I’m learning that a well-led workshop is not primarily about using the software platform with the best meeting features.
Believe me, I’ve spent some time over the past four months learning the ins and outs of various applications, ranging from Zoom to MS Teams to WebEx to Mural to Miro to Lino to Stormboard…all in search of the best visual collaborative tool.
But once again, it comes back to people, not products or features.
Even if a platform can do all sorts of amazing things, if participants aren’t comfortable using it, it’s a dud. And they make that judgement very quickly – sometimes before even trying it.
Our cognitive load is heavy these days. We’ve been forced to adapt to a lot all at once, over and over again. We don’t have much excess capacity for change. Being asked to learn even one more new thing in a meeting might just be one thing too many.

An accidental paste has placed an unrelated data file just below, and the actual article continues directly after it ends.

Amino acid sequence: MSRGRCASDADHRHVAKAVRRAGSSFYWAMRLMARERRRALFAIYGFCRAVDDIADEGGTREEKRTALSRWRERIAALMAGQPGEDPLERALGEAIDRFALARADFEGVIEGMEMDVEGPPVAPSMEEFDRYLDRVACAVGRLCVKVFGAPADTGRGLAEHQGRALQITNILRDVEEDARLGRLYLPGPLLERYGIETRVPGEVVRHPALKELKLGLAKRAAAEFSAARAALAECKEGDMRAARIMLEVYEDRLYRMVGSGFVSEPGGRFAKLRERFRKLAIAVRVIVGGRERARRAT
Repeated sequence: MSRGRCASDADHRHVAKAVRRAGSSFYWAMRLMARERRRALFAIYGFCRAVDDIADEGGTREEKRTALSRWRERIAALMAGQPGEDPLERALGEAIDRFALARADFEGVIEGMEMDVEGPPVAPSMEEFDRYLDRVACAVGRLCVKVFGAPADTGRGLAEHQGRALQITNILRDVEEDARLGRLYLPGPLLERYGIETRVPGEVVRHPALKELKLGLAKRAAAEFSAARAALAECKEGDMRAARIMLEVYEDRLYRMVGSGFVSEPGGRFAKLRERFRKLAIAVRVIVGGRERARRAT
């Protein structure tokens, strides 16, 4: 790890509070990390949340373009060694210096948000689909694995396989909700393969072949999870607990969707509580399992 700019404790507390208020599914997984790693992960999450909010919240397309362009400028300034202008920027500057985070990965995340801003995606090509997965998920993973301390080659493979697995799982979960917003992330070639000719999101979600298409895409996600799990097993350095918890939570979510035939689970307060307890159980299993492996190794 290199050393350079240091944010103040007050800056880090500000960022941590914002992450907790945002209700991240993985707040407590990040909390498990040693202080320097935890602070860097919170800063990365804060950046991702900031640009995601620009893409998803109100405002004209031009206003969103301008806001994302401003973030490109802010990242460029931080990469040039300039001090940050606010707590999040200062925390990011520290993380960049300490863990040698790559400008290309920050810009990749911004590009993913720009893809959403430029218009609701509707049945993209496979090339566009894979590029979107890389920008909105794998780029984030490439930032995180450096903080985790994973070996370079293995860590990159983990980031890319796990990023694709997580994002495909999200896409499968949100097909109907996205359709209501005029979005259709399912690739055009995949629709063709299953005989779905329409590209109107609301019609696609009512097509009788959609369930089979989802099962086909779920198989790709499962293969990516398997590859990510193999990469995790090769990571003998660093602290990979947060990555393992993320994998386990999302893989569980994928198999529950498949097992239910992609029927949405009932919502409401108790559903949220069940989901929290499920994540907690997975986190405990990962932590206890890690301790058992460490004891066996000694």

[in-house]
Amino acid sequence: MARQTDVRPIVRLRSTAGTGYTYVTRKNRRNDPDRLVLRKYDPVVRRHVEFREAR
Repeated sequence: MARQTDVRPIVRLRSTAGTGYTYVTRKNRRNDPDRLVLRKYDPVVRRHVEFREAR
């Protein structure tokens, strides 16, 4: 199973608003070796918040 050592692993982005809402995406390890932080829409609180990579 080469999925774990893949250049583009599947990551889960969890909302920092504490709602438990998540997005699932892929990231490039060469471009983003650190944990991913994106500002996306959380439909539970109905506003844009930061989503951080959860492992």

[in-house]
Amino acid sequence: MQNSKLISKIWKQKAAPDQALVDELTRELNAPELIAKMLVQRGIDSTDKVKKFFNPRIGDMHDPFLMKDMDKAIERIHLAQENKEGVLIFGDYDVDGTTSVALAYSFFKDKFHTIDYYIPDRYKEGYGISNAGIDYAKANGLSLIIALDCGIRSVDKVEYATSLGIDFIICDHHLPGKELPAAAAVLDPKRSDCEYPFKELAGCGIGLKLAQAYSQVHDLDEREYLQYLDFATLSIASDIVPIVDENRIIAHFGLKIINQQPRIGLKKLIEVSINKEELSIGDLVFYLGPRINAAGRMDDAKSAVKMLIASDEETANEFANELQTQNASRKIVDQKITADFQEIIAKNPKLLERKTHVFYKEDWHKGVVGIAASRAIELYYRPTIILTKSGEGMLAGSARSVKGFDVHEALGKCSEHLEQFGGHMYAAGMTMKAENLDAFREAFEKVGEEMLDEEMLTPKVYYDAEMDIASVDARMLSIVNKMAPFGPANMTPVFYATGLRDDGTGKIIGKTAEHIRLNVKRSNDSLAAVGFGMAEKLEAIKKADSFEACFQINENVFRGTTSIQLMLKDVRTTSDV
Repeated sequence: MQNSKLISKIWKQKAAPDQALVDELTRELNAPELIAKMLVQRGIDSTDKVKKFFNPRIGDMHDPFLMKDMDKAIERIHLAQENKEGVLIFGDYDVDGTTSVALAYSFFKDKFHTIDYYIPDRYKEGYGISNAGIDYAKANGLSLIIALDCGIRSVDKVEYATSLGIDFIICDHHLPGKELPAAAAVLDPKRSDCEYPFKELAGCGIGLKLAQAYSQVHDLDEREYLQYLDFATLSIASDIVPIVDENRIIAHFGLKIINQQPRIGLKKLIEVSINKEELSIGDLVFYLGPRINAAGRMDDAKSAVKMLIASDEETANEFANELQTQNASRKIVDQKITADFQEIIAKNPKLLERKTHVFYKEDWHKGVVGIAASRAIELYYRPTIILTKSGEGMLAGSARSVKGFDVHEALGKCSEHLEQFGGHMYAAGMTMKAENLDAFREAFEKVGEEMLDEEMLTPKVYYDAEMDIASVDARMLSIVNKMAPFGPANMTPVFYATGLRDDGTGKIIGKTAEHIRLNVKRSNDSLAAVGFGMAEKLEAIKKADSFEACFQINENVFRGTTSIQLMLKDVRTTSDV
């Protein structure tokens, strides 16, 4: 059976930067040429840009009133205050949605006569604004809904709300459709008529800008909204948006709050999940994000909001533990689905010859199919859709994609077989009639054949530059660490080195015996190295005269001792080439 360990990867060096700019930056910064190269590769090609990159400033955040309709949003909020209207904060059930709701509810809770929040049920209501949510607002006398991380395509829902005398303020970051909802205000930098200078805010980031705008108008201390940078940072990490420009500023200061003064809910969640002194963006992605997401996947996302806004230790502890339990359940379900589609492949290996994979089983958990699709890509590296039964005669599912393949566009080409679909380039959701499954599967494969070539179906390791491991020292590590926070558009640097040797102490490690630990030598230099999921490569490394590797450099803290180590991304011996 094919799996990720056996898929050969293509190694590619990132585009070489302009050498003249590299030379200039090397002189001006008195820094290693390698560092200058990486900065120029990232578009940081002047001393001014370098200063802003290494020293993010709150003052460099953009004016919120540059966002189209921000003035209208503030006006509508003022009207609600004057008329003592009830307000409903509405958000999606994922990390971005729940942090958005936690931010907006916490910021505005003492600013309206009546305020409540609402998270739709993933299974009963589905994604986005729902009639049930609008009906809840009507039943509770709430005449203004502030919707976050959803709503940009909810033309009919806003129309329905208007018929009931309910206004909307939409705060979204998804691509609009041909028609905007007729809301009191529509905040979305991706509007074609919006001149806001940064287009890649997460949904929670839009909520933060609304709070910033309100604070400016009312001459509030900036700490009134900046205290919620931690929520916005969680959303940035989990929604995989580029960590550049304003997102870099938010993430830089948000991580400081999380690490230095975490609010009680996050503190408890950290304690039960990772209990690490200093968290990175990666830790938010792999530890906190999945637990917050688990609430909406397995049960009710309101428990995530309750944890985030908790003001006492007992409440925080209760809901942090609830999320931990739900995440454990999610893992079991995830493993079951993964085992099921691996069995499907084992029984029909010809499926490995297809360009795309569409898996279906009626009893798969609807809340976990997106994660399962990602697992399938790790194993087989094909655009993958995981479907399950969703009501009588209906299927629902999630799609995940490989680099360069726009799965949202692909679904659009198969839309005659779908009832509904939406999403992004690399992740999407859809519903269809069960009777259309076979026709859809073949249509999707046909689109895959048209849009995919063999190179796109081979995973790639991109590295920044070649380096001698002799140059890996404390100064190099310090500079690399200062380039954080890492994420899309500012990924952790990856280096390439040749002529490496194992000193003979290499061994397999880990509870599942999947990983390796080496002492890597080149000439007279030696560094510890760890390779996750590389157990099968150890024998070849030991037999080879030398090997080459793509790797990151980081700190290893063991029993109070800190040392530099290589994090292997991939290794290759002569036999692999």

So I find myself sticking to the basics. Platforms people know, tools they are familiar with. While other products might have fancier features that can do the job better, that’s only true if people are willing to take the time and create the mind space to learn them. And right now, they often aren’t.
Early in the pandemic, I challenged myself to learn a few new collaborative tools and platforms. Lately, I’m challenging myself to facilitate well without them. Using the “Minimum Viable Platform” has become my new default, primarily out of sensitivity to my tired audiences. If even one or two people are excluded because they can’t navigate a new online environment quickly or comfortably, it’s better to create an inclusive, engaging experience on familiar turf.